It is important to involve all relevant players (social partners, civil society organisations and, especially, youth organisations) in formulating guidelines and monitoring and evaluating implementation of the framework.

2.   General remarks

2.1

In December 2012 the European Commission launched the Youth Employment Package introducing three key proposals: the Youth Guarantee, the Quality Framework for Traineeships and the Alliance for Apprenticeships; and extending EURES. The EESC is actively following the implementation process for all these instruments.

2.2

The Committee welcomes the Council Recommendation on a Quality Framework for Traineeships both as a measure to ensure the quality of learning content and adequate working conditions during traineeships, and as a tool to avoid them being used as a substitute for regular jobs or a precondition for a job.

2.3

The EESC recognises that high quality traineeships are essential for the successful implementation of the Youth Guarantee (1) (which aims to ensure‘that all young people up to the age of 25 years receive a good-quality offer of employment, continued education, an apprenticeship or a traineeship within four months of becoming unemployed or leaving formal education’) and for reaching the Europe 2020 headline target of having 75 % of 20-64 year-olds employed by 2020. It is important to note that proper use of traineeship schemes can contribute to addressing the skills mismatch, while also serving as a bridge for the transition from education to the labour market.

2.4

Despite welcome progress in many Member States, the Committee supports the conclusion that the main obstacles currently affecting traineeships in the EU are insufficient learning content and inadequate working conditions. This is supported by a recent Eurobarometer survey (2), which shows that more than 28 % of trainees think that their experience had not been or would not be useful in helping them find a regular job.

2.5

The EESC believes that traineeships are just one of the tools that can be used to tackle unemployment and the skills mismatch. In order to solve these problems, complex and interrelated policies should be implemented at both European and national levels.

2.6

Furthermore, the Committee notes that the recommendation covers only ‘open-market’ and transnational traineeships and pays no particular attention to other more common and effective forms of traineeship across the European Union (3) — traineeships linked to educational programmes and traineeships linked with ALMPs for unemployed young people, typically with no or a low level of skills.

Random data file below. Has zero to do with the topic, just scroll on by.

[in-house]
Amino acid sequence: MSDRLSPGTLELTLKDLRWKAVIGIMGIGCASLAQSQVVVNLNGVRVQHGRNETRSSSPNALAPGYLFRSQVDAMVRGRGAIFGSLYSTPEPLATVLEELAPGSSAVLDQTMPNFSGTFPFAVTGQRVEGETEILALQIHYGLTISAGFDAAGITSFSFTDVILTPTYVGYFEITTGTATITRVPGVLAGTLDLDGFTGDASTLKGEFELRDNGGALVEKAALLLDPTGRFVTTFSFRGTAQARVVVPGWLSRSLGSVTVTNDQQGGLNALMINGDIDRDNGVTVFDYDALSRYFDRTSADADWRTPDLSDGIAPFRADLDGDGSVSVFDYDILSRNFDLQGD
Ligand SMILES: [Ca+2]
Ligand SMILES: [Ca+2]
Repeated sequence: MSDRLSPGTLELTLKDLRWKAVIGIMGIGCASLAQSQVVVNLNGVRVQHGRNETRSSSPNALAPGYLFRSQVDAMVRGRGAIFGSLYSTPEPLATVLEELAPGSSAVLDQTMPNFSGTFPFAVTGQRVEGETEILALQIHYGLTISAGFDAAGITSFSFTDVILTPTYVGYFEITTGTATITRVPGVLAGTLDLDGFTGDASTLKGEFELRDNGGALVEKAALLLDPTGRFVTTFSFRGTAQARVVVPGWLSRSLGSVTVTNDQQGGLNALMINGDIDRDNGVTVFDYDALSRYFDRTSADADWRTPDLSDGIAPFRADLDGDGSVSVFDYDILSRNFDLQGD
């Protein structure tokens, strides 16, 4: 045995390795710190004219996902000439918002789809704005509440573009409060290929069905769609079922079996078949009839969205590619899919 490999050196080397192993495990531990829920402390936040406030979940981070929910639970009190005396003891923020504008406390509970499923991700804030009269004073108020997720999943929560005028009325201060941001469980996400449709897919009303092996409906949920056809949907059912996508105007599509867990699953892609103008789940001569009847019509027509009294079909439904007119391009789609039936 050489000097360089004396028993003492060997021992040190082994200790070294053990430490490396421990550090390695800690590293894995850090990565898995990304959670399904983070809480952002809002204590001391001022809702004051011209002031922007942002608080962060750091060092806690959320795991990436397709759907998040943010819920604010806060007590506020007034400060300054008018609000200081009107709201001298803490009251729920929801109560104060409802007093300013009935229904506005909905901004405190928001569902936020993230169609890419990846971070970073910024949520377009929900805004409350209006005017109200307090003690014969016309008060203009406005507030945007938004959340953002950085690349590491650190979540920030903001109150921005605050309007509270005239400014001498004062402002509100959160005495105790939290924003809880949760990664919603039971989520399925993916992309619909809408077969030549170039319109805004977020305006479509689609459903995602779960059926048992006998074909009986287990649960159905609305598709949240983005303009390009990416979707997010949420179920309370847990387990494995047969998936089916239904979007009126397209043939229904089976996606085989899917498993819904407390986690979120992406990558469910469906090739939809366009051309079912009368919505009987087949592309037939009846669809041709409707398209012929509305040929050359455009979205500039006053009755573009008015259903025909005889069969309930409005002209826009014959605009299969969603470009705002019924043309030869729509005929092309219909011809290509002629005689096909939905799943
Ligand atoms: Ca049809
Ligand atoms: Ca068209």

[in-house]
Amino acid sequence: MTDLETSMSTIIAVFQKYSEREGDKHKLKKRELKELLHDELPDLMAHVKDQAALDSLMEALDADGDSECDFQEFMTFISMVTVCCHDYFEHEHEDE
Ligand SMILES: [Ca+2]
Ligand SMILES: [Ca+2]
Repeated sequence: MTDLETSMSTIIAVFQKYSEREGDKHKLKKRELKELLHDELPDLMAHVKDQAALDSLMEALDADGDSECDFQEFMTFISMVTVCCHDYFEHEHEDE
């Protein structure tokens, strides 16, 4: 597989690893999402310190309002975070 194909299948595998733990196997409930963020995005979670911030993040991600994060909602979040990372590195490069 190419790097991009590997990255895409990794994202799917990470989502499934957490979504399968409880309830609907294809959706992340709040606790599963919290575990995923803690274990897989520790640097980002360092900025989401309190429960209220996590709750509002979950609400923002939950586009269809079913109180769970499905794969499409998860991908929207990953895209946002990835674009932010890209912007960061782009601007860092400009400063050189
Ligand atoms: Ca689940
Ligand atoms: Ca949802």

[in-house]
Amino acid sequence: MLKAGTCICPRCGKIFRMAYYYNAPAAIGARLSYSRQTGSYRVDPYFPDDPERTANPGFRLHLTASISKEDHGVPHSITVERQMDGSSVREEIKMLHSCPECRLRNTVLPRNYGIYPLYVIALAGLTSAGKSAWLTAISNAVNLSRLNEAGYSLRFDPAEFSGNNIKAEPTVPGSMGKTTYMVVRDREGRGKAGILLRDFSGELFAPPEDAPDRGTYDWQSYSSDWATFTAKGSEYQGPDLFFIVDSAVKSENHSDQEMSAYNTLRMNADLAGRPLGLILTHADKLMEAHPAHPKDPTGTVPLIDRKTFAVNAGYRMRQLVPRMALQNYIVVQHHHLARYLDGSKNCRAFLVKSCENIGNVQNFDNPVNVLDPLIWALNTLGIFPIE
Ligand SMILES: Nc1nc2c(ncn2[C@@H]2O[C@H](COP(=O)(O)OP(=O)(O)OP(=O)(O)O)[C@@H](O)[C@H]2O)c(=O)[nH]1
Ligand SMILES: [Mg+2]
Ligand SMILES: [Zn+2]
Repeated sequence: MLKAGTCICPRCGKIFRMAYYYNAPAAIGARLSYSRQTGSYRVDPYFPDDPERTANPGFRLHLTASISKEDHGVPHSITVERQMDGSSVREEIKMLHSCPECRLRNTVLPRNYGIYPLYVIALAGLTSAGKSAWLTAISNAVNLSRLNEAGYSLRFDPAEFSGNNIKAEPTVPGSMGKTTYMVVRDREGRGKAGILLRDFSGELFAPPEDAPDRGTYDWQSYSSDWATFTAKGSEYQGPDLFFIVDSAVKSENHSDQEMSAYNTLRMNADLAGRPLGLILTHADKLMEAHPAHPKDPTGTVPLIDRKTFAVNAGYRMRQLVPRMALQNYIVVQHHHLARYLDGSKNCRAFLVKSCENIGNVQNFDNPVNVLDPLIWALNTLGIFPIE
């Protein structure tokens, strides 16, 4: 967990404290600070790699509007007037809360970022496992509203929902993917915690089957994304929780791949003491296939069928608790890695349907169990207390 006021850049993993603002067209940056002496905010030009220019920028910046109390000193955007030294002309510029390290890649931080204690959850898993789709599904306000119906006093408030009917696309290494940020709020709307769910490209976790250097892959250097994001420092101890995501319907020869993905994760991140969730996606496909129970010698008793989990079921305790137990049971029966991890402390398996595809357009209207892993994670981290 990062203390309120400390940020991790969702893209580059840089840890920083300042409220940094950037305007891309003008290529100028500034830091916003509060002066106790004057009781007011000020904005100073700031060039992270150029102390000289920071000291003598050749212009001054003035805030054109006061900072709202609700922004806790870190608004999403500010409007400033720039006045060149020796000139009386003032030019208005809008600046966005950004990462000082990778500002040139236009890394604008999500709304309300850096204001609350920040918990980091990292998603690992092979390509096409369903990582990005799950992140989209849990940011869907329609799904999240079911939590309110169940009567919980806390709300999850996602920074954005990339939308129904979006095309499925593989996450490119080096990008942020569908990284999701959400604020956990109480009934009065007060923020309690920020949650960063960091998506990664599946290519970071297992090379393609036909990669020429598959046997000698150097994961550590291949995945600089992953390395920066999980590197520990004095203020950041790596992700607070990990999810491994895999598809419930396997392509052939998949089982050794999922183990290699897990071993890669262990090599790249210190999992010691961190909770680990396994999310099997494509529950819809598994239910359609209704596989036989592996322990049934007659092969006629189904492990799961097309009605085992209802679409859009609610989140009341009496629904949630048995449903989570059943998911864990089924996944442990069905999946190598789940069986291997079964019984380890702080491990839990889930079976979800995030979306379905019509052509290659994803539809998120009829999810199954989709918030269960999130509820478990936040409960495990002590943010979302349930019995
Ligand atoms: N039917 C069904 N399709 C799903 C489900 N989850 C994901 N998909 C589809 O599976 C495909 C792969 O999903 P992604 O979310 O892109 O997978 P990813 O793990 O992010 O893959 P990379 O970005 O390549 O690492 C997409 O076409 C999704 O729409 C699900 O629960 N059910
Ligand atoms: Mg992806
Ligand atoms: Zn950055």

2.7

The framework should be flexible enough to reflect the Member States' different starting points and their national legislation and practices, while upholding the principle of subsidiarity.

2.8

Broader inclusion of traineeships linked to educational programmes within the Quality Framework for Traineeships would allow a more systematic approach in the field of ‘open-market’ traineeships, especially given the quality assurance methods that already exist in the educational sector, which could provide the model for an effective quality control mechanism for all traineeship schemes. The establishment of a single quality assurance instrument for all types of traineeship would increase understanding and transparency regarding quality prerequisites, while also helping to gear traineeships towards learning outcomes. However, it is important to ensure that such instrument would not conflict with the related legislation in the Member States.

2.9

Nonetheless, the EESC emphasises that the adoption of a legislative and regulatory framework cannot guarantee the quality of traineeships by default. It is the implementation of regulations and the robust monitoring of the entire process that will play the key role in securing high-quality traineeships. Member States must be able to decide how best to approach traineeships with a view to ensuring quality and preventing abuse.

2.10

Greater provision of cross-border traineeship opportunities is needed to increase the intra-EU mobility of young people. The extension of EURES services to traineeships is very welcome, especially taking into account the added benefits of promoting transnational traineeships (currently, just 9 % of traineeships are taken abroad2). However, further steps should be taken to foster open and transparent offering processes for taking on trainees by information-related and institutional means. Guidelines for possible host organisations could define the principles of open and transparent recruitment processes and quality criteria for traineeships. Furthermore, target audiences should be better informed about existing traineeship programmes and opportunities, especially via the social media and internet.